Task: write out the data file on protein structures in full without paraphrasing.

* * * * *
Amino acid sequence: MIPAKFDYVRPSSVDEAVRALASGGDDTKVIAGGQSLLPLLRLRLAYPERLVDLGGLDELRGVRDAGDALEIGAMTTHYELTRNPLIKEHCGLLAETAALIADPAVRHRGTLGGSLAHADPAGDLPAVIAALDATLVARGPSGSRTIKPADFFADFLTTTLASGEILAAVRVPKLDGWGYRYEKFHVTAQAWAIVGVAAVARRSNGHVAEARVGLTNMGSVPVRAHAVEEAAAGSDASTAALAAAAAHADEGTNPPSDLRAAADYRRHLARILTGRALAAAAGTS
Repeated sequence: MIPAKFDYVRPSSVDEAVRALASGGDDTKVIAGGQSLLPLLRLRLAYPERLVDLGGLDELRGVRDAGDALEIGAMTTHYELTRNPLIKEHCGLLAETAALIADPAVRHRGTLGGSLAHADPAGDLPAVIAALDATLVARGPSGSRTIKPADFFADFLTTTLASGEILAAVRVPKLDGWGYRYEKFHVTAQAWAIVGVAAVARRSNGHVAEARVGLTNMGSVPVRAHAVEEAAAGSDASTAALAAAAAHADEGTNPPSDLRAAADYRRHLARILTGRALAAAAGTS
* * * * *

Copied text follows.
Amino acid sequence: MIPAKFDYVRPSSVDEAVRALASGGDDTKVIAGGQSLLPLLRLRLAYPERLVDLGGLDELRGVRDAGDALEIGAMTTHYELTRNPLIKEHCGLLAETAALIADPAVRHRGTLGGSLAHADPAGDLPAVIAALDATLVARGPSGSRTIKPADFFADFLTTTLASGEILAAVRVPKLDGWGYRYEKFHVTAQAWAIVGVAAVARRSNGHVAEARVGLTNMGSVPVRAHAVEEAAAGSDASTAALAAAAAHADEGTNPPSDLRAAADYRRHLARILTGRALAAAAGTS
Repeated sequence: MIPAKFDYVRPSSVDEAVRALASGGDDTKVIAGGQSLLPLLRLRLAYPERLVDLGGLDELRGVRDAGDALEIGAMTTHYELTRNPLIKEHCGLLAETAALIADPAVRHRGTLGGSLAHADPAGDLPAVIAALDATLVARGPSGSRTIKPADFFADFLTTTLASGEILAAVRVPKLDGWGYRYEKFHVTAQAWAIVGVAAVARRSNGHVAEARVGLTNMGSVPVRAHAVEEAAAGSDASTAALAAAAAHADEGTNPPSDLRAAADYRRHLARILTGRALAAAAGTS